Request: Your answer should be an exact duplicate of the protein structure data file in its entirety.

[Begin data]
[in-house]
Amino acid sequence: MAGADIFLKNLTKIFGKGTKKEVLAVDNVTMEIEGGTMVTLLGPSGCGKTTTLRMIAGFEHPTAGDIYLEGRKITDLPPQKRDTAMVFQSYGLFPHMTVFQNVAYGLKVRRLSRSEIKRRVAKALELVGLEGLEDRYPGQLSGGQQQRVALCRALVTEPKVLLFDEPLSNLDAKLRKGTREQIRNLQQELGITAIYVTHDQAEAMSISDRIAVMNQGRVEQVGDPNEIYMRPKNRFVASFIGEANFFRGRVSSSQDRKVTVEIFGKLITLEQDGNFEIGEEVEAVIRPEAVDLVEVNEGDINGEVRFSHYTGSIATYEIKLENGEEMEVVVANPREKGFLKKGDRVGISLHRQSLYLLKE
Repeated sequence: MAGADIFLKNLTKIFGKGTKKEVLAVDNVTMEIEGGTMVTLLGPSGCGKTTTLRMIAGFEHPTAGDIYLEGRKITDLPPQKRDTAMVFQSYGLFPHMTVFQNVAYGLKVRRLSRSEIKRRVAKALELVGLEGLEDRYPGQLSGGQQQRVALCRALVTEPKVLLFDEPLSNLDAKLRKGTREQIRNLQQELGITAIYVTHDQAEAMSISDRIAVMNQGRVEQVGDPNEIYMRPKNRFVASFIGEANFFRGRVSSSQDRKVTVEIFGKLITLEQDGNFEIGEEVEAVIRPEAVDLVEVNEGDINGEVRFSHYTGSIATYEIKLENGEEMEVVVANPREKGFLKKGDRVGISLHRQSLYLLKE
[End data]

[in-house]
Amino acid sequence: MAGADIFLKNLTKIFGKGTKKEVLAVDNVTMEIEGGTMVTLLGPSGCGKTTTLRMIAGFEHPTAGDIYLEGRKITDLPPQKRDTAMVFQSYGLFPHMTVFQNVAYGLKVRRLSRSEIKRRVAKALELVGLEGLEDRYPGQLSGGQQQRVALCRALVTEPKVLLFDEPLSNLDAKLRKGTREQIRNLQQELGITAIYVTHDQAEAMSISDRIAVMNQGRVEQVGDPNEIYMRPKNRFVASFIGEANFFRGRVSSSQDRKVTVEIFGKLITLEQDGNFEIGEEVEAVIRPEAVDLVEVNEGDINGEVRFSHYTGSIATYEIKLENGEEMEVVVANPREKGFLKKGDRVGISLHRQSLYLLKE
Repeated sequence: MAGADIFLKNLTKIFGKGTKKEVLAVDNVTMEIEGGTMVTLLGPSGCGKTTTLRMIAGFEHPTAGDIYLEGRKITDLPPQKRDTAMVFQSYGLFPHMTVFQNVAYGLKVRRLSRSEIKRRVAKALELVGLEGLEDRYPGQLSGGQQQRVALCRALVTEPKVLLFDEPLSNLDAKLRKGTREQIRNLQQELGITAIYVTHDQAEAMSISDRIAVMNQGRVEQVGDPNEIYMRPKNRFVASFIGEANFFRGRVSSSQDRKVTVEIFGKLITLEQDGNFEIGEEVEAVIRPEAVDLVEVNEGDINGEVRFSHYTGSIATYEIKLENGEEMEVVVANPREKGFLKKGDRVGISLHRQSLYLLKE